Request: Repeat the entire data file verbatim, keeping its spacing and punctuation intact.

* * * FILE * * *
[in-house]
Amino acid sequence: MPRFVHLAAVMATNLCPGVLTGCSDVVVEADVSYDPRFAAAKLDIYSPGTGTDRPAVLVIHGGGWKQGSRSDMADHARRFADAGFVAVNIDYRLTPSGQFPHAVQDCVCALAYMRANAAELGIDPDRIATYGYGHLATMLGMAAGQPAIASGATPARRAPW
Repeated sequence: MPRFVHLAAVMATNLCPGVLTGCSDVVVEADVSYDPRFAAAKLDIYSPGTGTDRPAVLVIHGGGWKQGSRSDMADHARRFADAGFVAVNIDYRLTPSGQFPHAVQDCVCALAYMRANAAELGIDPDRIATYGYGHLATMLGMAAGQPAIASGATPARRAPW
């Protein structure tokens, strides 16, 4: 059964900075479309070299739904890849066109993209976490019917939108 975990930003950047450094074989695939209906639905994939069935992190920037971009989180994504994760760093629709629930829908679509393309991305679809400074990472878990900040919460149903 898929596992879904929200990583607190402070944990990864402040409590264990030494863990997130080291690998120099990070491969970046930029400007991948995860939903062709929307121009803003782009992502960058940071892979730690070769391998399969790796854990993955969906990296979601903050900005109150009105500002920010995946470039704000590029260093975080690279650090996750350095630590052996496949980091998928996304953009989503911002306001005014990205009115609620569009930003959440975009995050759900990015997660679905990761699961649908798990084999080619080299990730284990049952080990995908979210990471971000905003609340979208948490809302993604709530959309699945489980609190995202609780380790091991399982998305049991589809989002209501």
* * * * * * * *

[in-house]
Amino acid sequence: MPRFVHLAAVMATNLCPGVLTGCSDVVVEADVSYDPRFAAAKLDIYSPGTGTDRPAVLVIHGGGWKQGSRSDMADHARRFADAGFVAVNIDYRLTPSGQFPHAVQDCVCALAYMRANAAELGIDPDRIATYGYGHLATMLGMAAGQPAIASGATPARRAPW
Repeated sequence: MPRFVHLAAVMATNLCPGVLTGCSDVVVEADVSYDPRFAAAKLDIYSPGTGTDRPAVLVIHGGGWKQGSRSDMADHARRFADAGFVAVNIDYRLTPSGQFPHAVQDCVCALAYMRANAAELGIDPDRIATYGYGHLATMLGMAAGQPAIASGATPARRAPW
């Protein structure tokens, strides 16, 4: 059964900075479309070299739904890849066109993209976490019917939108 975990930003950047450094074989695939209906639905994939069935992190920037971009989180994504994760760093629709629930829908679509393309991305679809400074990472878990900040919460149903 898929596992879904929200990583607190402070944990990864402040409590264990030494863990997130080291690998120099990070491969970046930029400007991948995860939903062709929307121009803003782009992502960058940071892979730690070769391998399969790796854990993955969906990296979601903050900005109150009105500002920010995946470039704000590029260093975080690279650090996750350095630590052996496949980091998928996304953009989503911002306001005014990205009115609620569009930003959440975009995050759900990015997660679905990761699961649908798990084999080619080299990730284990049952080990995908979210990471971000905003609340979208948490809302993604709530959309699945489980609190995202609780380790091991399982998305049991589809989002209501």